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Fruit Juice Can Have Same Amount of Sugar as Cola

Feb 21, 2014

Researchers suggest that fruit juice should not be considered as one of the five recommended portions of healthy vegetables or fruits consumed in a day….

Professor Naveed Sattar, Dr. Jason Gill, and colleagues from the UK’s University of Glasgow’s Institute of Cardiovascular and Medical Sciences, conducted a trial in which they found that drinking 500 mls of grape juice per day for three months increased insulin resistance and waist circumference in overweight participants. The researchers comment that high fruit juice intake could be linked to an increased risk of diabetes. Though beneficial vitamins and minerals are found in fruit juice, much of the beneficial substances found in a piece of fruit, such as fiber, are not found in fruit juice, and there is substantially more sugar in fruit juice than in a piece of fruit.

Although the general belief of the public and many healthcare professionals is that drinking fruit juice is "healthy," Dr. Gill said that drinking fruit juice is not significantly different than drinking other sugary drinks. In fact, 250 mls of apple juice typically contains 110 calories and 26 g of sugar compared to 250 mls of cola which typically contains 105 calories and 26.5 g of sugar, while eating an apple on the other hand is only 50 calories and the consumer benefits from the fiber content.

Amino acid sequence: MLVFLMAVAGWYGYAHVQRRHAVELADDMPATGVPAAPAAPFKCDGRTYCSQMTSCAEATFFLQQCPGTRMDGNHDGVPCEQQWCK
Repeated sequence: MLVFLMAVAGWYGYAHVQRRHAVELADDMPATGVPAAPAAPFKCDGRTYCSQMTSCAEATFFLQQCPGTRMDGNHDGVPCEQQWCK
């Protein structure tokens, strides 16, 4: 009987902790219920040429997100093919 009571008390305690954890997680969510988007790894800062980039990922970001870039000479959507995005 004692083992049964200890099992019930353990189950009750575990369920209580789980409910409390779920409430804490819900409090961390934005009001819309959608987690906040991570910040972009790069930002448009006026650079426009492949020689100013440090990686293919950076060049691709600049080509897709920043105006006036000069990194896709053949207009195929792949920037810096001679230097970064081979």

Taking into account the results of the trial, the researchers are fighting to have fruit juice removed as an option to help satisfy the recommended 5 portions of fruit or vegetables a day. Professor Sattar points out that if people cut down on their saturated fat and refined sugar then major health benefits could result including reductions in obesity and heart attacks. He states that in public health policy, the debate about sugar-sweetened beverage reduction should include fruit juice.

Practice Pearls:
  • Participants in a trial who drank 500 mls of grape juice daily for three months had increased insulin resistance and a larger waist circumference.
  • Fruit juice may be just as bad as sugary drinks as far as caloric intake and sugar content.
  • Recommended daily amount of fruit juice should not exceed 150 mls.

Sattar, Gill The Lancet Diabetes and Endocrinology journal, Feb 2014